Month after month, snow blankets the great wall of rock that separates India from China and Tibet. It settles, compacts, changes its crystalline structure, freezes solid. The mountain peaks, the highest on earth, are covered with endless fields of ice. Sometimes people call them the Third Pole.
No one really knows how many glaciers there are in the Himalayas. Some say ten thousand; some say more. In India, the second largest is the Gangotri Glacier. In our warming world, it isn't as big as it used to be. Before I left New Delhi for the mountains, I went to see India's best-known glaciologist, Syed Iqbal Hasnain. A jovial, white-haired, grandfatherly man, he told me that the glacier used to cover more than two hundred and fifty square kilometers—about a hundred square miles. "But now it's breaking up in many places. You will see blocks of dead ice that are no longer connected to the main ice body." He chuckled, which seemed odd for someone who was so alarmed by his own findings. But I've often found that maintaining a sense of humor is a common trait among scientists engaged in possibly hopeless endeavors.
The tip of the Gangotri Glacier—what scientists call its toe, or its snout—has receded by about two miles since the first European explorers reached it two hundred years ago. It loses another sixty feet every year. When glaciers decay, they become sad, derelict things. The ice cracks and crumbles and turns a dirty pale blue before melting away altogether. At the snout of the Gangotri Glacier, a thin stream of gray, silt-laden water trickles from a cave surrounded by a bleak, colorless rubble field. So much of the ice is gone that you would have to use your poetic imagination, or look at a very old photograph that shows the long-vanished arch of the cave, to understand why, for centuries, Indians have called it Gaumukh: the Cow's Mouth.
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Two hundred miles downstream, the stream reaches a town called Devprayag, which sits on a triangular promontory. By now it has picked up countless tributaries, passed through innumerable villages and pilgrimage towns and a couple of dams, and become a broad, whitecapped torrent. At Devprayag, it is joined by another river of roughly equal size, the Alaknanda, which flows deep and green from the east. From there to the Indian Ocean, another thirteen hundred miles, it is Ma Ganga—Mother Ganga, or, as the British chose to call it, the Ganges.
At Haridwar, the "Gateway of God" and one of the holiest places in Hinduism, the Ganges leaves the mountains and enters the endless dusty plains of North India. Its main tributary, the Yamuna, runs dead and black through Delhi, then skirts the walls of the Taj Mahal in Agra before eventually joining the Ganges in a place that is sacred to Hindus but carries the name it was given by an invading Muslim emperor: Allahabad, City of God. Farther on, bodies burn around the clock in another city, one that has four names: Kashi, Benares, Banaras, Varanasi. The hinterland towns and villages of the great Gangetic Plain seem sometimes to encapsulate everything that ails India: caste prejudice, corruption, rape and sex trafficking, Hindu-Muslim violence, poverty, and pollution. A pall of brown dust and soot hangs over the fields for most of the year, rising from the cookstoves that burn firewood, kerosene, and cow dung in tens of thousands of villages. Three kilometers thick, the brown cloud drifts northward to the Himalayas, turning the ice dark, increasing the speed at which it is melting. But the northern plains, especially the state of Uttar Pradesh with its two hundred million people, also control India's political destiny.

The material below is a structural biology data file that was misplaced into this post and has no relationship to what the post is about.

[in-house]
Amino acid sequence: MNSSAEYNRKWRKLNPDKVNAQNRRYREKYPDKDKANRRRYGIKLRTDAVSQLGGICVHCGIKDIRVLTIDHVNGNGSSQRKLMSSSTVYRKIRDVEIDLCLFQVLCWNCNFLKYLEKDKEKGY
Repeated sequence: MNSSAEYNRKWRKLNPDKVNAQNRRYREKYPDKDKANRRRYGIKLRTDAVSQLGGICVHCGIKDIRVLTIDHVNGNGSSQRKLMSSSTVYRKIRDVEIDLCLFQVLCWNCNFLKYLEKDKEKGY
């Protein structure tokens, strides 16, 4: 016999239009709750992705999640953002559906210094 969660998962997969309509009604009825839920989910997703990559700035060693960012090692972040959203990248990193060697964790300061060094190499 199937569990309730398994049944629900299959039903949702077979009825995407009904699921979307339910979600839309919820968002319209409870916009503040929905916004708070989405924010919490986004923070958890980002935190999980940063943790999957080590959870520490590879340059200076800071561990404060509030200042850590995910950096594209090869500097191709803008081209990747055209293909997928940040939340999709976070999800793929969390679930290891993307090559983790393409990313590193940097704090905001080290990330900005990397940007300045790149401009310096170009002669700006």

When the river finally approaches its delta—the Hundred Mouths of the Ganges—geographers and believers part company. The Ganges divides. Names change. Swollen by the power of the Brahmaputra, the Son of Brahma, the main stem sweeps eastward into what used to be East Bengal and is now Bangladesh. From the geographer's point of view, this is the true Ganges. It picks up the Jamuna, becomes the Padma, morphs finally into the Meghna, whose estuary is twenty miles wide. But the sacred Ganges of Hinduism—which is also to say the secular Ganges of the British East India Company and the Raj—peels off before the border and heads south, changing its name again as it cuts through the fertile rice fields and palm groves of West Bengal. By the time it reaches Calcutta, present-day Kolkata, it has become the Hooghly.
Seventy miles south of the megacity, and one thousand, five hundred and sixty-nine from the Gangotri Glacier, the Hooghly arrives at last at a flat, oval island, the final point of land. At its southernmost tip is Gangasagar, the last of the river's innumerable pilgrimage sites, where the river dumps a coffee-colored plume of silt a mile long into the Indian Ocean.
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